However, this is not that situation. Amiga has a long history in computing consciousness and most computer nerds would at least recognize the brand. Similarly, people still remember Power Macs, and while recollections vary in accuracy and fondness, there's a rather pernicious and commonly-held belief that Apple's migration to Intel somehow "proved" the inferiority of Power ISA. Today, along comes yet another underwhelming PowerPC-based Amiga to confirm their preconceived notions: because it's Amiga, it sticks in people's minds, and because it confirms their own beliefs about PowerPC, it reinforces their unjustified biases. Regardless of the fact that POWER9 systems like this one outpace ARM and RISC-V and compete with even high-end x86_64 offerings, the presence of Tabor and X5000 et al simply gives the resolutely underinformed yet another stick to beat Power desktops with. These Amigas suck compared to PCs, they reason, so OpenPOWER must suck too.

At the very least modern Amiga systems need to beat these decade-plus-old Power Macs to be even vaguely taken seriously. If they must go embedded then at least an e6500-series processor would do better than anything that they're running, and while I certainly do appreciate the considerable AmigaOS porting work that would be necessary, going with a minimally-redesigned reference design board for a POWER8 or POWER9 in big-endian mode could still free up development resources for such a task that would otherwise be sunk into yet another quixotic product. As it is, these Amiga systems don't do the Amiga community any favours, and from this outsider's view their performance even seems to be going backwards. If cost were the main consideration, there are other ways of dealing with it, and it's a certainty that Tabor's eventual price will be much greater than $450. Given all that, plus the protracted gestation time for "Tabor Plus," don't the Amiga owners who would be willing to buy such a machine deserve something with a little more zip?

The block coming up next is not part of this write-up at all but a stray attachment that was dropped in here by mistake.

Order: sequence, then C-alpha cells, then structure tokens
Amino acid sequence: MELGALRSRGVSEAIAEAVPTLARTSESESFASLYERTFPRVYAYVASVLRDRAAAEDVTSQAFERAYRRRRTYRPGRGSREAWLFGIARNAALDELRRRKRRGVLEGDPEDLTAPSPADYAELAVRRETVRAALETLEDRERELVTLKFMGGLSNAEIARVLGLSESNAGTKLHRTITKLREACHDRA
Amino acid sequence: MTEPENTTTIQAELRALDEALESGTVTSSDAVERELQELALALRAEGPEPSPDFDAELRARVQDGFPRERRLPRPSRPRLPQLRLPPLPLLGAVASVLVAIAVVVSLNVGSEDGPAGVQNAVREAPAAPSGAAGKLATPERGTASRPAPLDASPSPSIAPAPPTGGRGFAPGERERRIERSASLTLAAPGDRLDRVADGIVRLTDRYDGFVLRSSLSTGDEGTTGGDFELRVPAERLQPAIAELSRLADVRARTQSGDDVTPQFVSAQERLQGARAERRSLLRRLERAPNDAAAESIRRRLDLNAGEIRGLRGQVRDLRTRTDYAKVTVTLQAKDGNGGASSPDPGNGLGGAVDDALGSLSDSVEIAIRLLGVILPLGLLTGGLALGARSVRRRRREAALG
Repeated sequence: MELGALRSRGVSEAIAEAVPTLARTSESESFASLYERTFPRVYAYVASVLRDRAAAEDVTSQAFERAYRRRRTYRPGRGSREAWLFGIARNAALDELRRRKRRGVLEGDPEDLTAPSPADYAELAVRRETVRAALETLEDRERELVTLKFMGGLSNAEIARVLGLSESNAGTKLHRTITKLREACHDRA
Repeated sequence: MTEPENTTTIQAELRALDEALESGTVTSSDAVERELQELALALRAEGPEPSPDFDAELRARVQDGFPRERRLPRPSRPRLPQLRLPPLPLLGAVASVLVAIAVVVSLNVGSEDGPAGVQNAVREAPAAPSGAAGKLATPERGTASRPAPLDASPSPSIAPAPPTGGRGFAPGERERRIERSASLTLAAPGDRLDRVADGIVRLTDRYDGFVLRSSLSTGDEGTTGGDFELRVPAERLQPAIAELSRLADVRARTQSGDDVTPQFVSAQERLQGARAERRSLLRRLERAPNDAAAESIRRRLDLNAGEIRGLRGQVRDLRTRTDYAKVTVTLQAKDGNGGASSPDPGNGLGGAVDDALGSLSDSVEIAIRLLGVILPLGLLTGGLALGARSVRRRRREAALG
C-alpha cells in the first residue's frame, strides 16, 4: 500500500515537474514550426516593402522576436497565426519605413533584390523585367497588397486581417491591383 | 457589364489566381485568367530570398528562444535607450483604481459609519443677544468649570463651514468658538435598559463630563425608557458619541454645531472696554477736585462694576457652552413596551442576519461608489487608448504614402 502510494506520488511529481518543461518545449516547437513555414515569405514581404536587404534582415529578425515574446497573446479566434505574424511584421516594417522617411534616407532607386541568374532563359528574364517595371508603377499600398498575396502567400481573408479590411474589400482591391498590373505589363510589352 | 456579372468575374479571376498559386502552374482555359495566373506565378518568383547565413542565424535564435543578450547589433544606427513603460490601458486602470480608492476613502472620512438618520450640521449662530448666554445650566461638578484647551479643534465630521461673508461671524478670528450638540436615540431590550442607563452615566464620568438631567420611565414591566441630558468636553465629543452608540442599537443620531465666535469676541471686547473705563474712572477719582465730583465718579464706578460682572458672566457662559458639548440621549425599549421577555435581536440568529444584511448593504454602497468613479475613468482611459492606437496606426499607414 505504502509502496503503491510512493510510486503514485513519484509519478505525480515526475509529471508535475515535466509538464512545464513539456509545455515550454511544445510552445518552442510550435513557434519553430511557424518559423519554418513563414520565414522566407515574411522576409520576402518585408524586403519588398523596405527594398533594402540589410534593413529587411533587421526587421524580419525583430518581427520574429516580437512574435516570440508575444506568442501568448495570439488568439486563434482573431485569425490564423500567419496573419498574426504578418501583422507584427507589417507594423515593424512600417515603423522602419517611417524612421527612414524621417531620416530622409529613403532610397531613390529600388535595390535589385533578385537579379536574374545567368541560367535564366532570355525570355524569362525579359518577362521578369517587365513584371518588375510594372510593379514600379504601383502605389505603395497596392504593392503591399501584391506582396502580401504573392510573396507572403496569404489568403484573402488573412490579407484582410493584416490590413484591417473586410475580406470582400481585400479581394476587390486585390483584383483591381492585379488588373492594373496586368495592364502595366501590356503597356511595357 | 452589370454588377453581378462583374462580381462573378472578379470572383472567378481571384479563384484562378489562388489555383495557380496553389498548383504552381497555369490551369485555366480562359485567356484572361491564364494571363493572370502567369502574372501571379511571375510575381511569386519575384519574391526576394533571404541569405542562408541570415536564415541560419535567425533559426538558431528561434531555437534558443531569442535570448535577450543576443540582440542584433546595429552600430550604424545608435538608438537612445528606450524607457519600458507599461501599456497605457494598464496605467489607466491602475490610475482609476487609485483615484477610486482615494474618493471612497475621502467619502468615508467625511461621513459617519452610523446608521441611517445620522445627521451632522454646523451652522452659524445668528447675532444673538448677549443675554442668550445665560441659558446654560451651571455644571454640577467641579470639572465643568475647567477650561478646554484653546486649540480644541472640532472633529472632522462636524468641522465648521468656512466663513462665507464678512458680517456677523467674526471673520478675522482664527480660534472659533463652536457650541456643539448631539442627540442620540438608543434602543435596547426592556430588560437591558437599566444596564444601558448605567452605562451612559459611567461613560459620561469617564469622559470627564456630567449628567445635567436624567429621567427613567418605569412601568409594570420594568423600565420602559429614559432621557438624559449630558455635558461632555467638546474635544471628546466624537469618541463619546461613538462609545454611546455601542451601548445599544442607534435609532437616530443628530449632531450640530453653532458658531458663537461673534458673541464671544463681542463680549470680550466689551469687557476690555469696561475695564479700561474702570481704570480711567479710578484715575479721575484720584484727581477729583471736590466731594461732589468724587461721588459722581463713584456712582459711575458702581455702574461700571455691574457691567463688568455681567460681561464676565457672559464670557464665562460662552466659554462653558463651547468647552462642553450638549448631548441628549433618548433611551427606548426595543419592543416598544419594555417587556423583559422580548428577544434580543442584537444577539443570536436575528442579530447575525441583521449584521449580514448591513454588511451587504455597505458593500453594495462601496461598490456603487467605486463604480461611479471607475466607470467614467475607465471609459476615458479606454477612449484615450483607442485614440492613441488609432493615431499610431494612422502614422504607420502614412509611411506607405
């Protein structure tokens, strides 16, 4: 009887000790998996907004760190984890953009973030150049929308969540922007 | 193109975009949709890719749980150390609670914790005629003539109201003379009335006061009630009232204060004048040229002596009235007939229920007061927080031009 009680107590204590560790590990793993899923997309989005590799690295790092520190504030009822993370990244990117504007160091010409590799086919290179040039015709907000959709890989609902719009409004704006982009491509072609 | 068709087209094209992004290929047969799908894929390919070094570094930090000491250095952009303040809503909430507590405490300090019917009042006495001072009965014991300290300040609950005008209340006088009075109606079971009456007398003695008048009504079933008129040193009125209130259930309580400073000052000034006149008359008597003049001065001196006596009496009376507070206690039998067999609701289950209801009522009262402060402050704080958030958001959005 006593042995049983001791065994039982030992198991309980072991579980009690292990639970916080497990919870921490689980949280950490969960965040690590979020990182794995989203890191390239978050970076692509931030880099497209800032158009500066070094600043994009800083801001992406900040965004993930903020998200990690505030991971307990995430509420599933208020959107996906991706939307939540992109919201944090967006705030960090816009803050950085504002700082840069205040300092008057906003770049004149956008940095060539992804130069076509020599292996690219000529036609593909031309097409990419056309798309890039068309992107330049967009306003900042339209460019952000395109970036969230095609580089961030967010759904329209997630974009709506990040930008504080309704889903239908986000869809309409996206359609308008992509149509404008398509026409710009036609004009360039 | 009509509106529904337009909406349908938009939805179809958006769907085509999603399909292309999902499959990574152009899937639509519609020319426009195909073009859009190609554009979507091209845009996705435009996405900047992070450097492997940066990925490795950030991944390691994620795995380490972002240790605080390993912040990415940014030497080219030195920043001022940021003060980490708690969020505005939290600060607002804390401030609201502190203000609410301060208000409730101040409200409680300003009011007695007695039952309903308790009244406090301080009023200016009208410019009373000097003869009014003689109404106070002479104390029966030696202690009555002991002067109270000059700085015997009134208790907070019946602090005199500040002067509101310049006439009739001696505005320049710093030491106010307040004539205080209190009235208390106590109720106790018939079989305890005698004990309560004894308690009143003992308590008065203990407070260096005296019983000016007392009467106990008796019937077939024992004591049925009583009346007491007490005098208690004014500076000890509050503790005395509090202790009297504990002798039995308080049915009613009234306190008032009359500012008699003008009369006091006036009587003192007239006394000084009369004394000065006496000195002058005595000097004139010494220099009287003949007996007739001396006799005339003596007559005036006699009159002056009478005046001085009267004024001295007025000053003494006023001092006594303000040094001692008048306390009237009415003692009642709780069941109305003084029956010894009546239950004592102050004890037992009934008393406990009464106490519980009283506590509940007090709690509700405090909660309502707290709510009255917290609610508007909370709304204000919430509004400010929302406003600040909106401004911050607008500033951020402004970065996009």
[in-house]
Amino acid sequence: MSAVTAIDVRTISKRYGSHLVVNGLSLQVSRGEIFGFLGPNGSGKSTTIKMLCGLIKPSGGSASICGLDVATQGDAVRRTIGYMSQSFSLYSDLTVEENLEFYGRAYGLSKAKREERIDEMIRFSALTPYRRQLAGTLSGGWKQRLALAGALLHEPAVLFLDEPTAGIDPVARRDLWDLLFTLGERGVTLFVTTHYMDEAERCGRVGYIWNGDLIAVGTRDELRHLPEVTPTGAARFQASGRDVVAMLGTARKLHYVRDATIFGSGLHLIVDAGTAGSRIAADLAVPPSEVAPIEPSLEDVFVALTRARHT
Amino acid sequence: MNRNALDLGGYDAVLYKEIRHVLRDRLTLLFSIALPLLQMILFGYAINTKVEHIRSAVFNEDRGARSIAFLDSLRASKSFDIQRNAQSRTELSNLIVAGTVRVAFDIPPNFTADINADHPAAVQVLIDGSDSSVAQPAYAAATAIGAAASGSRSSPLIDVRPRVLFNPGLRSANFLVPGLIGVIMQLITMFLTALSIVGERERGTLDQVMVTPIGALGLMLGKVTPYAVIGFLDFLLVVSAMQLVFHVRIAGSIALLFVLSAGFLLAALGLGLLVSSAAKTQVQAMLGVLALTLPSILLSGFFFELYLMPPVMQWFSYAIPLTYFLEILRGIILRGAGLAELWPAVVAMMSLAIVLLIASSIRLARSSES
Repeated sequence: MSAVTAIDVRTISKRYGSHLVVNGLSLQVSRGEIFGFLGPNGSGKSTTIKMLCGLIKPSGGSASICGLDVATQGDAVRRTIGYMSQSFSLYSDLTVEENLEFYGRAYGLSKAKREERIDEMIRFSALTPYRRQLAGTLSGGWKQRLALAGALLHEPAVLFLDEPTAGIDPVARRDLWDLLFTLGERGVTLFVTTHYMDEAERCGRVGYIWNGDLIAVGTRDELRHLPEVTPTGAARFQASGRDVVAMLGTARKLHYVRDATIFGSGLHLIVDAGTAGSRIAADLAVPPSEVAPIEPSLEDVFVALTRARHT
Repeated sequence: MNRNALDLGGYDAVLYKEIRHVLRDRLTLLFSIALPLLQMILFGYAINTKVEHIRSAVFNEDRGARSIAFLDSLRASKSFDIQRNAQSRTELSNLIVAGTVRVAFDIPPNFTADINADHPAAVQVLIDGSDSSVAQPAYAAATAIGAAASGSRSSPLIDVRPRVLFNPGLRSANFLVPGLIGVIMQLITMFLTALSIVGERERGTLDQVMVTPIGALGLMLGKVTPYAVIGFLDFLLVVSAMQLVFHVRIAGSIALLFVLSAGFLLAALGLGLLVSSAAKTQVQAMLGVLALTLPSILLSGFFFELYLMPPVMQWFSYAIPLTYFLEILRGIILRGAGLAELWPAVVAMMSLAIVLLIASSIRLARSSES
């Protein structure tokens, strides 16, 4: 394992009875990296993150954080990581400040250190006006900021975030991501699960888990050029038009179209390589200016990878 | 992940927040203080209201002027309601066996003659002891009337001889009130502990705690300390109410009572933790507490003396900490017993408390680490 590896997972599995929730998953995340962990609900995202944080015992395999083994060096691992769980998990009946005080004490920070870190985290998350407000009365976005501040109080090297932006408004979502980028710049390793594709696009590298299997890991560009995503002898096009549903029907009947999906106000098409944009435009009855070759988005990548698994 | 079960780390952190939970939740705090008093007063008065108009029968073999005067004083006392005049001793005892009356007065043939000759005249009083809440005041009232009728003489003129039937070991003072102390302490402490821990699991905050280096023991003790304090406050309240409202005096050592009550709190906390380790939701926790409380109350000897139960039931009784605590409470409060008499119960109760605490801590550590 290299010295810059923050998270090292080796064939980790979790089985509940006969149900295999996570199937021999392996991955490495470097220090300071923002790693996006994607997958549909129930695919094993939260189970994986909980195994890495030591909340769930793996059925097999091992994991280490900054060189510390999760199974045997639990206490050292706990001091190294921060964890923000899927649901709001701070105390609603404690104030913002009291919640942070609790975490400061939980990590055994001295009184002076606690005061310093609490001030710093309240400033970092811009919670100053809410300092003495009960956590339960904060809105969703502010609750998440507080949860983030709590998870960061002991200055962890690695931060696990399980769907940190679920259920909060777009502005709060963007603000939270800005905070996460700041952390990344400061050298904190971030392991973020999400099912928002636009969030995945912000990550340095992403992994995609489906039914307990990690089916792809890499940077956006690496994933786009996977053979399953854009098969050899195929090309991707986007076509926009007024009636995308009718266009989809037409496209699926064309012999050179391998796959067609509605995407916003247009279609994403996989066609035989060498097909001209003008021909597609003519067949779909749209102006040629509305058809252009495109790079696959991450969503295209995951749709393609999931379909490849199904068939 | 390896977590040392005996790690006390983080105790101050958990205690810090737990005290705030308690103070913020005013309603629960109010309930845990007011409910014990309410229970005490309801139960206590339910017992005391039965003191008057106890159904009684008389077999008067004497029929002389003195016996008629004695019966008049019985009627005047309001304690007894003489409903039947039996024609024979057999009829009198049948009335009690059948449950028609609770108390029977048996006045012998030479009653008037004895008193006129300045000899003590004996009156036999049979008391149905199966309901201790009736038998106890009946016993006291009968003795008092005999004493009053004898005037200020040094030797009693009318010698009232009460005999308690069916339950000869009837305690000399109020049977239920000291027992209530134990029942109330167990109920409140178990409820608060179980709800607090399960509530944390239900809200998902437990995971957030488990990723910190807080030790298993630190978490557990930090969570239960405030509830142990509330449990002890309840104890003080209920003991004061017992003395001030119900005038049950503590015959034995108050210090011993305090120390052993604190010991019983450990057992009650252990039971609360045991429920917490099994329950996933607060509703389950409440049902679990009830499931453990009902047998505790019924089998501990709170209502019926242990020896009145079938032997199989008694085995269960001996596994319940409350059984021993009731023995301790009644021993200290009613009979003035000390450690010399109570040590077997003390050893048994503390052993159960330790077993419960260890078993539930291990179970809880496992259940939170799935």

The Amiga community needs new hardware, to be sure, and A-EON has at least filled the business opportunity however slow and abortive its progress in doing so; whatever small number they end up producing this time I imagine they'll eventually sell. That doesn't change the fact that weaksauce systems like this being sold as desktop machines continues to tar the architecture as underpowered and does nothing to expand the market beyond the shrinking circle of faithfuls. When there exist today at this very moment Power ISA workstations that can be every bit as utilitarian and functional as Intel workstations, the last thing any of our two communities need is yet another Amiga that people don't want.

Comments

  1. Props for bringing up the elephant in the room here. Even worse, I've heard that these embedded chips are the end of the line for PowerPC from NXP, so these machines are dragging down the overall Power ecosystem for next to no benefit.

    I also have concerns the same mistakes are being made with the stuck-in-design-phase PowerPC laptop project. Damage to the Power software ecosystem from people learning not to compile their software with floating point or Altivec or VMX could be fairly severe.

    What's maddening about the whole thing is that we could probably get a proper OpenPOWER laptop / mobile class chip made if the various people trying to use the NXP devices just got together and pooled financial resources...

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    Replies
    1. Not likely to be nearly enough, it wuld be big effort to make something basically usable and massive one to make something barely competetive.

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    2. AmigaOS (MorphOS, MacOS, BSD) on POWER9. Sounds like a good discussion for RaptorCS forums. Perhaps even something hardware....CAPI style, kind-of ?

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    3. The lack of a clear roadmap for NXP's Power Architecture parts is troubling, though they're still used a lot.

      Sadly, there's a long way to go before current POWER has low enough power consumption to be a credible mobile CPU. It's really meant as a piledriver CPU and designed as such. I have it on good authority POWER9 won't be suitable, but there was some cautious chatter that POWER10 may make some progress on it.

      Still, these are desktops, so such considerations shouldn't currently apply.